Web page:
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described as almost indecent and meanwhile while wall street is doing that and people in these protests not doing so well. there's a disconnect that's causing strife out there and we'll see further protests. vlad, what else have you got for us? there's a california lawmaker making her bid for roadside assistance? >> that's exactly right. we're talking about maxine waters. she recently got involved when a black man was pulled over by police. watch this. >> they stopped a brother. the congresswoman ultimately got a warning for blocking traffic. the driver who was pulled over during the traffic stop was also let go with warning. gayle, there's some food for
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thought. although california's population is only 6% black they account for 15% of all traffic stops and maxine waters is 81 years old and out there. >> that's what i was thinking everybody who knows maxine waters she don't play, if she senses injustice she wants to see what's going on. she served that district since 1991. she's very beloved by her constituents. people are not surprised to see firsthand exactly what was going on. so you go congressman waters. vlad, you always like to end on a sweet note. what are you thinking? >> this is very sweet. very, very sweet. let's take you to massachusetts and show you what some lucky customers are being treated to. folks at this dunkin' donuts in foxboro are saying thanks a whole bunch though man. that's reggie. there's not a single day he does not pay for a person that's either in front or in back of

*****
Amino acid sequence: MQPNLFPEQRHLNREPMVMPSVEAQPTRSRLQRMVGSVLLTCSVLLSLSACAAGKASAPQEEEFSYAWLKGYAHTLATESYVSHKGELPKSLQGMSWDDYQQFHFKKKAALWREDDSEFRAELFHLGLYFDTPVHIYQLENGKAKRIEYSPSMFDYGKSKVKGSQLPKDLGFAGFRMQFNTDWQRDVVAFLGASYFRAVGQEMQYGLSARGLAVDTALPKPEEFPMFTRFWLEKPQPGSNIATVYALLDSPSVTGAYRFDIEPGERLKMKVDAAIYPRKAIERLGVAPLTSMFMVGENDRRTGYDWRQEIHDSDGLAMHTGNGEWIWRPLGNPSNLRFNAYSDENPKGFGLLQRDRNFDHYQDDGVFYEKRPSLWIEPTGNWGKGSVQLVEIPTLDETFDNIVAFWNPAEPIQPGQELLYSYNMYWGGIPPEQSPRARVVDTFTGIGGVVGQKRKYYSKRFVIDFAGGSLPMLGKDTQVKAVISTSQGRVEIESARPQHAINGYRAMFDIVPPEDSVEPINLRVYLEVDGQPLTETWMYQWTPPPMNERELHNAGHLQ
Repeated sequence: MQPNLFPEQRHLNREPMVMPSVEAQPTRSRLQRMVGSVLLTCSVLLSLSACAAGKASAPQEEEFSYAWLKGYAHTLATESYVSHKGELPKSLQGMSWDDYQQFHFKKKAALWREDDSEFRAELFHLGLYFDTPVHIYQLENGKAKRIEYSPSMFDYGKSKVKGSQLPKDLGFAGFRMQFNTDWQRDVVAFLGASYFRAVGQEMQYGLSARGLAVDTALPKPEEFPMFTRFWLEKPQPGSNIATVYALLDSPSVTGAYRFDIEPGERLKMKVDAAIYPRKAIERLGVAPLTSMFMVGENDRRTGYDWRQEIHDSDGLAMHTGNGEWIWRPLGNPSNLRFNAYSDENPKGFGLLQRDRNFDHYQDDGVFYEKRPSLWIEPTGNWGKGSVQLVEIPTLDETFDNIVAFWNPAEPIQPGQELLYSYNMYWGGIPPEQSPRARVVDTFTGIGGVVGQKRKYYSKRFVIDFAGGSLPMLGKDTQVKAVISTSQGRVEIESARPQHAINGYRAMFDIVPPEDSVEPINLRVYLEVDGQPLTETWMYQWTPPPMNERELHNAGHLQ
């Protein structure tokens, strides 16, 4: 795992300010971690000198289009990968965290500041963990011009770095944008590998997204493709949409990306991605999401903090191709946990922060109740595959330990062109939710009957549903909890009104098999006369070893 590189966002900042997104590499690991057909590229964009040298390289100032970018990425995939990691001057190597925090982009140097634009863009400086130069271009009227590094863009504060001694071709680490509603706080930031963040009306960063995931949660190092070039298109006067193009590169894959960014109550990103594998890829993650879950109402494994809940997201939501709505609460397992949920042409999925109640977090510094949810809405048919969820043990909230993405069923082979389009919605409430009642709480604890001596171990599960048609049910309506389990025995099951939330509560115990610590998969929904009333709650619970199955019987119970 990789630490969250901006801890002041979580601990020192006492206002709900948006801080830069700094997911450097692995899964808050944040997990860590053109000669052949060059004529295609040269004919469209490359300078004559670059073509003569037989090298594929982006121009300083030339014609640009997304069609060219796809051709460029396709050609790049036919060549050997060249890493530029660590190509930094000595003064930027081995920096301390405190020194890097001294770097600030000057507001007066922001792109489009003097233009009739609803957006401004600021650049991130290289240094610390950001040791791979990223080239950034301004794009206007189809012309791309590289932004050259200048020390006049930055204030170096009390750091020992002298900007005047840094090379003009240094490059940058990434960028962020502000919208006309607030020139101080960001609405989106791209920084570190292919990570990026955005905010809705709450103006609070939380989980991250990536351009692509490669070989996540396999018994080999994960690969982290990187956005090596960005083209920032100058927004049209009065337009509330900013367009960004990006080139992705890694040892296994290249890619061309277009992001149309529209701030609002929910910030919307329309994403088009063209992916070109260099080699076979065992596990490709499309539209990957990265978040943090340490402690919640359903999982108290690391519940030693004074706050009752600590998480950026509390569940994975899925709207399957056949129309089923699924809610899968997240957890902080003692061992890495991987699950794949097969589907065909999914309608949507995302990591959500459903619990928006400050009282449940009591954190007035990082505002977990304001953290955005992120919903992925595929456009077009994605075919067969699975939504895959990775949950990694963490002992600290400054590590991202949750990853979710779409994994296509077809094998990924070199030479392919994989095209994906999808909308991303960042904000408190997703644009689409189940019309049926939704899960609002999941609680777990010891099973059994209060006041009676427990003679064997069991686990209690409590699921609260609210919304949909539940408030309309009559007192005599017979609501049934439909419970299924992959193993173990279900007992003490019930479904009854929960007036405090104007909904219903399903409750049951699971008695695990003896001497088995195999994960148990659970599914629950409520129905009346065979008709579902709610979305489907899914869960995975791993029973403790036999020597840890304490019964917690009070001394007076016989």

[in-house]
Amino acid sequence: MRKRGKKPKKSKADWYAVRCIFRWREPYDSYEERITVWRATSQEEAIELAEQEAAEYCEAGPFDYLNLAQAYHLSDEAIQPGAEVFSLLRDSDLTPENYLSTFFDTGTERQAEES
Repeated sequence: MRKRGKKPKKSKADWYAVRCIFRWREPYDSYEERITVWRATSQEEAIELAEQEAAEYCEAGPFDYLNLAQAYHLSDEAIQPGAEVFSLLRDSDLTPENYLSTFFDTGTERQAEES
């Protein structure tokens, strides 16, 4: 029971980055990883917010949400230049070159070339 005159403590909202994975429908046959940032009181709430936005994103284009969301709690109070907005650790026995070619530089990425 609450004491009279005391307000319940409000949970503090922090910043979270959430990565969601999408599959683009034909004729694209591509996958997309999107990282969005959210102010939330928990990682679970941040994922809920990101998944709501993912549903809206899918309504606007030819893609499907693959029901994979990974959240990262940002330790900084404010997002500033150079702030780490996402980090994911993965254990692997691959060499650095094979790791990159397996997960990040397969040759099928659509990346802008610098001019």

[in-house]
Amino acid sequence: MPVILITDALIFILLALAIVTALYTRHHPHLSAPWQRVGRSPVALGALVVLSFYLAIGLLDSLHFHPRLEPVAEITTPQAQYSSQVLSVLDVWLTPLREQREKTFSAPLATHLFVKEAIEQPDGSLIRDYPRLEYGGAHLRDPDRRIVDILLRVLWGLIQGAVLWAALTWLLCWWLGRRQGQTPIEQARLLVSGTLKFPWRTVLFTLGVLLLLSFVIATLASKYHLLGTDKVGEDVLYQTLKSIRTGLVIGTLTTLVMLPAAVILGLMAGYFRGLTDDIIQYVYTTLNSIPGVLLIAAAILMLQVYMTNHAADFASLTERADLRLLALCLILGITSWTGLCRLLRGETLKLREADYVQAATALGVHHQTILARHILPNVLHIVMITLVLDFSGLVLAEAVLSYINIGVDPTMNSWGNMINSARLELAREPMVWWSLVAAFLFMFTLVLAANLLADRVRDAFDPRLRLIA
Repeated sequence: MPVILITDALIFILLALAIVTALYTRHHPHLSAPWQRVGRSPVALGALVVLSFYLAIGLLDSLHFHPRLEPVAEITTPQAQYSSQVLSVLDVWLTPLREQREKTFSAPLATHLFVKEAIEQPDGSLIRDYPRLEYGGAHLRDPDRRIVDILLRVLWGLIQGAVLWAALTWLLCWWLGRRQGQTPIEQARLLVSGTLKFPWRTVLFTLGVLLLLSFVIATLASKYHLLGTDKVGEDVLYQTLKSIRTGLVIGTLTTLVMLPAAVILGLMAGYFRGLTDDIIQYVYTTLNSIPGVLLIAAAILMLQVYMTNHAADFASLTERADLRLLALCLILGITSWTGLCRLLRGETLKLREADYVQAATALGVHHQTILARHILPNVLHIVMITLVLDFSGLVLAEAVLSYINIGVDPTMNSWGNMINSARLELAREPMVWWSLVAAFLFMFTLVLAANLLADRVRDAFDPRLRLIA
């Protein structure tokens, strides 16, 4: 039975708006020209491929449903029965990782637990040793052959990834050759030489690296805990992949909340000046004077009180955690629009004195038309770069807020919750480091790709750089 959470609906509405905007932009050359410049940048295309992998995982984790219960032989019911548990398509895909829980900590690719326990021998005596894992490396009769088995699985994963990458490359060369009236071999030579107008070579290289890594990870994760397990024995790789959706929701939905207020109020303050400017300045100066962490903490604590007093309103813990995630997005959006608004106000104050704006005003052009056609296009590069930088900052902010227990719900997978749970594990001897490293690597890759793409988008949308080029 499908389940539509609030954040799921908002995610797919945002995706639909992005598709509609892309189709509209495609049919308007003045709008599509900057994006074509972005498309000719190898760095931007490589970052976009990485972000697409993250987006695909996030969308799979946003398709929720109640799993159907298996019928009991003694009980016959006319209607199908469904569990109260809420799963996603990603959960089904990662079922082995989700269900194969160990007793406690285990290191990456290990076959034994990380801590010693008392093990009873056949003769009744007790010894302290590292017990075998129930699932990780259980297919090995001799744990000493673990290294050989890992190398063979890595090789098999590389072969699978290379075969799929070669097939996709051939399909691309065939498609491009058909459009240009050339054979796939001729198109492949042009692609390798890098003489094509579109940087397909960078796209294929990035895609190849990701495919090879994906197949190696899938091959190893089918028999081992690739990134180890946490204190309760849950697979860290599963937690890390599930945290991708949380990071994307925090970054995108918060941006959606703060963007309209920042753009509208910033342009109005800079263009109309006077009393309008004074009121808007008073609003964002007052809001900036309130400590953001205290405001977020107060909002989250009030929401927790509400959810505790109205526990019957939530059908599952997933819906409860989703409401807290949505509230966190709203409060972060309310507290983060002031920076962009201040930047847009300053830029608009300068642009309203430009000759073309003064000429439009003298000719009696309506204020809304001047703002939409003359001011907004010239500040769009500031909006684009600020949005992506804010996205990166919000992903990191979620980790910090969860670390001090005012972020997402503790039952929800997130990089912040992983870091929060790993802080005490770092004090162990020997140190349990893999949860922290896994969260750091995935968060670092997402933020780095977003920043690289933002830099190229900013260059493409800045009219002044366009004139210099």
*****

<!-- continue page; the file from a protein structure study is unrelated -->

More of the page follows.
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him online. anthony, doughnut be jelly. it makes him feel good to help out those who may need it. >> listen if you can pay it forward. thinking anybody else but yourself. doing for others. nothing i won't do for somebody. >> thanks, vlad. it's a fabulous story. ahead l ahead dr. jon lapook on new advances for the vaccine for the coronavirus. any footlong is a five dollar footlong when you buy 2. even the new bbq rib. subway®. eat fresh. (sharon) smoking caused my throat cancer. but, walking every day makes me feel like myself again. well, well, almost. (announcer) you can quit. for free help,
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this is a kpix 5 morning update. good morning, it is 7:56. i am michelle griego. an early morning fire has displaced some families. flames sparked around 3:00 at an apartment on mlk junior way
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and the causes under investigation. santa rosa hospital workers will go back to the picket lines today. the group of medical staff says that they have more than a year without contracts. the hospital's company says it has been in negotiations. another death row inmate has died. san quentin brings the total to 13. they have reported almost 2100 cases of coronavirus. the traffic alert continues along eastbound 80 as you go out of san francisco. it is just before the fourth street offramp, where it remains blocked. there is a crash involving a big rig that has been out there for some time. it is not affecting the mainland at 82 all that much. the bay bridge is looking a lot better with no delays at the toll plaza. they have shifted once you're past the coins and we ar se
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it's tuesday, july 21, 2020, welcome back to "cbs this morning." i'm gayle king with anthony dokoupil and tony mason. we could be closer to seeing a vaccine for coronavirus. jill schlesinger has advice for students. and lessons from selma. how john lewis' fight for voting rights continues after his death. from a cbs reporter.